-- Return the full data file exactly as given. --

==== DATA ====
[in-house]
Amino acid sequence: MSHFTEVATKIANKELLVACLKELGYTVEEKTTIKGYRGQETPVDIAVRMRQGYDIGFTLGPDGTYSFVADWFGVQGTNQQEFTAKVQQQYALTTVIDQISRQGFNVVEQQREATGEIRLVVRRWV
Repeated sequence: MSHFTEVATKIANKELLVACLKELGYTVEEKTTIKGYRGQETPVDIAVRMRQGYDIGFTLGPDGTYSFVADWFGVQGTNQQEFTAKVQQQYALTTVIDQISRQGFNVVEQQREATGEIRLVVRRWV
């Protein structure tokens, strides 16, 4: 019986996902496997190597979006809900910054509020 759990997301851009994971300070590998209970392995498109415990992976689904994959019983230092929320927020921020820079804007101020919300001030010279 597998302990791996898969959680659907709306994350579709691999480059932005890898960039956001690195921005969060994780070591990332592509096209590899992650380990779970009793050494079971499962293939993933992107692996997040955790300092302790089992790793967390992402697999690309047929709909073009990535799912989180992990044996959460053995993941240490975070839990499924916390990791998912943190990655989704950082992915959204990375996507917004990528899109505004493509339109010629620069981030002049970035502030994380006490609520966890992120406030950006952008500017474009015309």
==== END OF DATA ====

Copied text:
[in-house]
Amino acid sequence: MSHFTEVATKIANKELLVACLKELGYTVEEKTTIKGYRGQETPVDIAVRMRQGYDIGFTLGPDGTYSFVADWFGVQGTNQQEFTAKVQQQYALTTVIDQISRQGFNVVEQQREATGEIRLVVRRWV
Repeated sequence: MSHFTEVATKIANKELLVACLKELGYTVEEKTTIKGYRGQETPVDIAVRMRQGYDIGFTLGPDGTYSFVADWFGVQGTNQQEFTAKVQQQYALTTVIDQISRQGFNVVEQQREATGEIRLVVRRWV
């Protein structure tokens, strides 16, 4: 019986996902496997190597979006809900910054509020 759990997301851009994971300070590998209970392995498109415990992976689904994959019983230092929320927020921020820079804007101020919300001030010279 597998302990791996898969959680659907709306994350579709691999480059932005890898960039956001690195921005969060994780070591990332592509096209590899992650380990779970009793050494079971499962293939993933992107692996997040955790300092302790089992790793967390992402697999690309047929709909073009990535799912989180992990044996959460053995993941240490975070839990499924916390990791998912943190990655989704950082992915959204990375996507917004990528899109505004493509339109010629620069981030002049970035502030994380006490609520966890992120406030950006952008500017474009015309």